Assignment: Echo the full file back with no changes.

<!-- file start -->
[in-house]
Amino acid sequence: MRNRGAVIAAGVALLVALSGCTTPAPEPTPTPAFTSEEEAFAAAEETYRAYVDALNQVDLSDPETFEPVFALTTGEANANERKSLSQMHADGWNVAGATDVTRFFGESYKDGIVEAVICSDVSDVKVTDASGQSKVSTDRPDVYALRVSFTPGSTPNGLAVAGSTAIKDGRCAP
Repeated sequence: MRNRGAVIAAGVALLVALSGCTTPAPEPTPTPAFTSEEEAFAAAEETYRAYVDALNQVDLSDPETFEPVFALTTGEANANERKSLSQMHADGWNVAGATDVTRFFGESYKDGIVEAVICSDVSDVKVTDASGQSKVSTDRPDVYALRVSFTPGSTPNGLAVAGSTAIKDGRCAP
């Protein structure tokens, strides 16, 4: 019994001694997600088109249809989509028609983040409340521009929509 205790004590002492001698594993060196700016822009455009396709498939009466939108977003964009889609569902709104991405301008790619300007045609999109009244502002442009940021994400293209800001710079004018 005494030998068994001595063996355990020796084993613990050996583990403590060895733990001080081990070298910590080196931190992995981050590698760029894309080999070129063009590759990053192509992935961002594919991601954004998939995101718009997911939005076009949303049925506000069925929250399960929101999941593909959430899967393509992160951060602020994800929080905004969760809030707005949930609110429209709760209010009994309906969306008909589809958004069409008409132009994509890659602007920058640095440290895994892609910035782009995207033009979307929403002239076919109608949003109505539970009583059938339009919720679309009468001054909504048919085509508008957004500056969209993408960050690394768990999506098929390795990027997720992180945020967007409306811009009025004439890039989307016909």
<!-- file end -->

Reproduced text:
[in-house]
Amino acid sequence: MRNRGAVIAAGVALLVALSGCTTPAPEPTPTPAFTSEEEAFAAAEETYRAYVDALNQVDLSDPETFEPVFALTTGEANANERKSLSQMHADGWNVAGATDVTRFFGESYKDGIVEAVICSDVSDVKVTDASGQSKVSTDRPDVYALRVSFTPGSTPNGLAVAGSTAIKDGRCAP
Repeated sequence: MRNRGAVIAAGVALLVALSGCTTPAPEPTPTPAFTSEEEAFAAAEETYRAYVDALNQVDLSDPETFEPVFALTTGEANANERKSLSQMHADGWNVAGATDVTRFFGESYKDGIVEAVICSDVSDVKVTDASGQSKVSTDRPDVYALRVSFTPGSTPNGLAVAGSTAIKDGRCAP
């Protein structure tokens, strides 16, 4: 019994001694997600088109249809989509028609983040409340521009929509 205790004590002492001698594993060196700016822009455009396709498939009466939108977003964009889609569902709104991405301008790619300007045609999109009244502002442009940021994400293209800001710079004018 005494030998068994001595063996355990020796084993613990050996583990403590060895733990001080081990070298910590080196931190992995981050590698760029894309080999070129063009590759990053192509992935961002594919991601954004998939995101718009997911939005076009949303049925506000069925929250399960929101999941593909959430899967393509992160951060602020994800929080905004969760809030707005949930609110429209709760209010009994309906969306008909589809958004069409008409132009994509890659602007920058640095440290895994892609910035782009995207033009979307929403002239076919109608949003109505539970009583059938339009919720679309009468001054909504048919085509508008957004500056969209993408960050690394768990999506098929390795990027997720992180945020967007409306811009009025004439890039989307016909």